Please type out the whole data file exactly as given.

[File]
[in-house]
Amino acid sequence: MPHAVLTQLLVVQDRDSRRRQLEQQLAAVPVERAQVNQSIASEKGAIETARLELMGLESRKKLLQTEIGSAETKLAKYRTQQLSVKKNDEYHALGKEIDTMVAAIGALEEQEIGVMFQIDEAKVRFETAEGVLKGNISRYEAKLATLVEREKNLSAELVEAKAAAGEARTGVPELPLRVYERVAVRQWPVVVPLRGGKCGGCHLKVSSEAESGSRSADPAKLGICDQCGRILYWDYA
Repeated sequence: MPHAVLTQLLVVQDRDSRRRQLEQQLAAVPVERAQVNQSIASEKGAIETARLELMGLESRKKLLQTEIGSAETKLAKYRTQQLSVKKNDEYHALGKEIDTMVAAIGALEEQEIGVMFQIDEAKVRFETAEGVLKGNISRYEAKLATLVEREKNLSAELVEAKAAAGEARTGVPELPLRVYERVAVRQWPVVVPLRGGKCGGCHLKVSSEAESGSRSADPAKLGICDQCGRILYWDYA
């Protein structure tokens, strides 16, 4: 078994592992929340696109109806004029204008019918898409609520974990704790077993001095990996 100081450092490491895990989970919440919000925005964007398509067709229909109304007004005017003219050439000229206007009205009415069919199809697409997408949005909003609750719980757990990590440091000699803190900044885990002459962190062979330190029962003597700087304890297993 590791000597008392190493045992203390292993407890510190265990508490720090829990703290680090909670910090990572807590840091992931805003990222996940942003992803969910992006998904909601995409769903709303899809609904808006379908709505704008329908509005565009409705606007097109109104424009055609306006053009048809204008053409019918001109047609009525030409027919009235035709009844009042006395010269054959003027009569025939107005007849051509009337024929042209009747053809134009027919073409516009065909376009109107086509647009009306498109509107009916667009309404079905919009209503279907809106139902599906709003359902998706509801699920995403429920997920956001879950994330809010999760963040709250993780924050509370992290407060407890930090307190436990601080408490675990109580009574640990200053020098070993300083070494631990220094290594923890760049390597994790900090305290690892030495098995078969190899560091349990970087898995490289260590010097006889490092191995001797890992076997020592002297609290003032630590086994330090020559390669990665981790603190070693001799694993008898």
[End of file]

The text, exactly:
[in-house]
Amino acid sequence: MPHAVLTQLLVVQDRDSRRRQLEQQLAAVPVERAQVNQSIASEKGAIETARLELMGLESRKKLLQTEIGSAETKLAKYRTQQLSVKKNDEYHALGKEIDTMVAAIGALEEQEIGVMFQIDEAKVRFETAEGVLKGNISRYEAKLATLVEREKNLSAELVEAKAAAGEARTGVPELPLRVYERVAVRQWPVVVPLRGGKCGGCHLKVSSEAESGSRSADPAKLGICDQCGRILYWDYA
Repeated sequence: MPHAVLTQLLVVQDRDSRRRQLEQQLAAVPVERAQVNQSIASEKGAIETARLELMGLESRKKLLQTEIGSAETKLAKYRTQQLSVKKNDEYHALGKEIDTMVAAIGALEEQEIGVMFQIDEAKVRFETAEGVLKGNISRYEAKLATLVEREKNLSAELVEAKAAAGEARTGVPELPLRVYERVAVRQWPVVVPLRGGKCGGCHLKVSSEAESGSRSADPAKLGICDQCGRILYWDYA
């Protein structure tokens, strides 16, 4: 078994592992929340696109109806004029204008019918898409609520974990704790077993001095990996 100081450092490491895990989970919440919000925005964007398509067709229909109304007004005017003219050439000229206007009205009415069919199809697409997408949005909003609750719980757990990590440091000699803190900044885990002459962190062979330190029962003597700087304890297993 590791000597008392190493045992203390292993407890510190265990508490720090829990703290680090909670910090990572807590840091992931805003990222996940942003992803969910992006998904909601995409769903709303899809609904808006379908709505704008329908509005565009409705606007097109109104424009055609306006053009048809204008053409019918001109047609009525030409027919009235035709009844009042006395010269054959003027009569025939107005007849051509009337024929042209009747053809134009027919073409516009065909376009109107086509647009009306498109509107009916667009309404079905919009209503279907809106139902599906709003359902998706509801699920995403429920997920956001879950994330809010999760963040709250993780924050509370992290407060407890930090307190436990601080408490675990109580009574640990200053020098070993300083070494631990220094290594923890760049390597994790900090305290690892030495098995078969190899560091349990970087898995490289260590010097006889490092191995001797890992076997020592002297609290003032630590086994330090020559390669990665981790603190070693001799694993008898």